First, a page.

FROM CNN's Jack Cafferty:
It may be a sign of things to come here in the U.S.:
Running out of money and drowning in debt. Governments across Europe are cutting, cutting and then cutting some more... and the pain is palpable.
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CNNMoney.com reports what fiscal austerity looks like... and countries including Greece, Italy, Spain, Hungary, Portugal, and Ireland are living through it now.
These governments are implementing a wide range of tough measures - and in the process imposing a dramatic change in lifestyle for their residents.
These include - freezing public-sector wages and state spending, cutting jobs, social welfare benefits, and state and local budgets.
Some governments are raising retirement ages and reducing pension payments... others are increasing taxes - from the value-added tax to higher taxes on gasoline and cigarettes... and income and profits taxes.
It gets worse - with the added concern that economic instability will lead to political unrest.
Top European officials are warning that Democracy could "collapse" in Greece, Spain and Portugal unless they take urgent action to fix the debt crises. They worry these countries could fall victim to military coups or popular uprisings.
Meanwhile on this side of the Atlantic Ocean, as America's national debt tops $13 trillion - there's no indication the federal government will stop spending anytime soon.
Just this week, President Obama asked for another $50 billion in emergency aid to state and local governments.... but no word on how to pay for it.
At the same time some state governments, which are actually required to balance their budgets, are threatening to cut services if lawmakers can't agree on spending cuts.
Here’s my question to you: What would fiscal austerity look like in the U.S.?
Interested to know which ones made it on air?
Gary in Arizona writes:
Water seeks its own level, Jack, and those who have not prepared for the worst will suffer the most. It would come down to a simple matter of survival of the fittest and it would be brutal since the government has made a habit of propping up the poor with programs that would have to be curtailed. America would clearly become a nation of haves and have-nots. And, as a result, there would be chaos and riots unlike anything America's ever seen.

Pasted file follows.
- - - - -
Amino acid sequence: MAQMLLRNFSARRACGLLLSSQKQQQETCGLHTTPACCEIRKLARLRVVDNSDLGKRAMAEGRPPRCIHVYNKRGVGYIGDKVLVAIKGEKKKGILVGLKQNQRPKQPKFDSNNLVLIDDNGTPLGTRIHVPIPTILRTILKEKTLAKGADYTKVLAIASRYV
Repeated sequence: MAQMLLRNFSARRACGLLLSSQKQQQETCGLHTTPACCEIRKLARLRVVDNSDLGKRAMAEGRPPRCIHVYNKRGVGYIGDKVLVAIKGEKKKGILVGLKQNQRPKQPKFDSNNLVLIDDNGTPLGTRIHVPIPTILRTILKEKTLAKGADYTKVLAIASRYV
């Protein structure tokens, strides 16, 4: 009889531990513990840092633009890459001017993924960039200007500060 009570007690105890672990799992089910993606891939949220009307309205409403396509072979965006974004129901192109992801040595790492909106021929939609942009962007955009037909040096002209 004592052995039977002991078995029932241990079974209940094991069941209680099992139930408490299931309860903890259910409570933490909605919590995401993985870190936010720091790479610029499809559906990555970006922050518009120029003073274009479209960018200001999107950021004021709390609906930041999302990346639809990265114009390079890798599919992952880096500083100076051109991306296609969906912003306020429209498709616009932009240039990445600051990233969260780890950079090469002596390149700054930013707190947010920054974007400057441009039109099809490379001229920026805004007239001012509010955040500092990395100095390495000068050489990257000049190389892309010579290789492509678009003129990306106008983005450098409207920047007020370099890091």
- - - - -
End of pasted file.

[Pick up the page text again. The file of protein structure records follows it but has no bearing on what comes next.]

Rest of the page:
Mark in Houston writes:
What do I think it would look like? Complete chaos. Can you imagine people not having the money to buy all those self- serving electronic gadgets used to fill their days? They would be lost. We would have graveyards filled with ex-Tweeters, texters, bloggers, wi-fiers, etc.
Ron in Sequim, Washington writes:
It looks like simply living within one's means: Make it harder for people to get credit; only purchase what one can afford; no money – no buy. It's not fiscal austerity, it's fiscal responsibility. It's a philosophy that never fails to avoid debt. If we keep on the course we're on freezing public-sector wages, state spending, cutting jobs, social welfare benefits, and state and local budgets just sounds like common sense.
I don't know what it would look like to others, but I already have been living it for quite some time now. Sounds like we're going down the toilet behind all the other countries.
Frank in Colorado Springs writes:
Austerity are us. Here in Colorado Springs, we see the ugly face of austerity. Big time. Street lights turned off, swimming pools closed, senior citizen centers closed, no maintenance at city parks, no water for the park landscape, everything brown and ugly. We have potholes that require visas to travel through. It is bad, my friend.
Roger in Pennsylvania writes:
It's like telling someone who's been blind their whole life what color is like. It's been so long since we've had fiscal discipline here, we can't comprehend the concept.